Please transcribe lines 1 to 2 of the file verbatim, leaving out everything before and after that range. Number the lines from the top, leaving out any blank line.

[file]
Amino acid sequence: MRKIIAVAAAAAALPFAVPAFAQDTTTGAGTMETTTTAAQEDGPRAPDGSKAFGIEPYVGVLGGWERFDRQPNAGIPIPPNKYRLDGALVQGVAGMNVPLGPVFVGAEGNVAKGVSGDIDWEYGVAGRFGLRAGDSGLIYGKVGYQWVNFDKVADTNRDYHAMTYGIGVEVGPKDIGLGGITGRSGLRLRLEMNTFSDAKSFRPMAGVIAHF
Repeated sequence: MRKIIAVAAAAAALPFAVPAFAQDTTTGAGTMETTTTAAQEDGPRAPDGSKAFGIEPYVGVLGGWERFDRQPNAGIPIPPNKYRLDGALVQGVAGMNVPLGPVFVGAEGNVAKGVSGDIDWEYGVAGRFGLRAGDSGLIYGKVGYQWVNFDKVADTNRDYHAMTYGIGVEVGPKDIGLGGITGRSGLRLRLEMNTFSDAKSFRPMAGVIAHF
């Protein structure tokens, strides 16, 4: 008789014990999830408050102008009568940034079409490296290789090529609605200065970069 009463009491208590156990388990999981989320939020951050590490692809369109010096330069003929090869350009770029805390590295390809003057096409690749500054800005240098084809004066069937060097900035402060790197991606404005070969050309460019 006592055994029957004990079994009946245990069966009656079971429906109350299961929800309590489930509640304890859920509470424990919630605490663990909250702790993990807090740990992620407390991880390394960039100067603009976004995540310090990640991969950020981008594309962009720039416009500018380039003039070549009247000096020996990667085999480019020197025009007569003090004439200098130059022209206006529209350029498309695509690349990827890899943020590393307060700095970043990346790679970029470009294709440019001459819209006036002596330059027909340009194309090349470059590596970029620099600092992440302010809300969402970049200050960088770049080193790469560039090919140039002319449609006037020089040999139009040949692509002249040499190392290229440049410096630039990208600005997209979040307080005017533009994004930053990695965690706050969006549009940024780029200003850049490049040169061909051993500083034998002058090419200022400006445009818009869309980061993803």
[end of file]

Amino acid sequence: MRKIIAVAAAAAALPFAVPAFAQDTTTGAGTMETTTTAAQEDGPRAPDGSKAFGIEPYVGVLGGWERFDRQPNAGIPIPPNKYRLDGALVQGVAGMNVPLGPVFVGAEGNVAKGVSGDIDWEYGVAGRFGLRAGDSGLIYGKVGYQWVNFDKVADTNRDYHAMTYGIGVEVGPKDIGLGGITGRSGLRLRLEMNTFSDAKSFRPMAGVIAHF
Repeated sequence: MRKIIAVAAAAAALPFAVPAFAQDTTTGAGTMETTTTAAQEDGPRAPDGSKAFGIEPYVGVLGGWERFDRQPNAGIPIPPNKYRLDGALVQGVAGMNVPLGPVFVGAEGNVAKGVSGDIDWEYGVAGRFGLRAGDSGLIYGKVGYQWVNFDKVADTNRDYHAMTYGIGVEVGPKDIGLGGITGRSGLRLRLEMNTFSDAKSFRPMAGVIAHF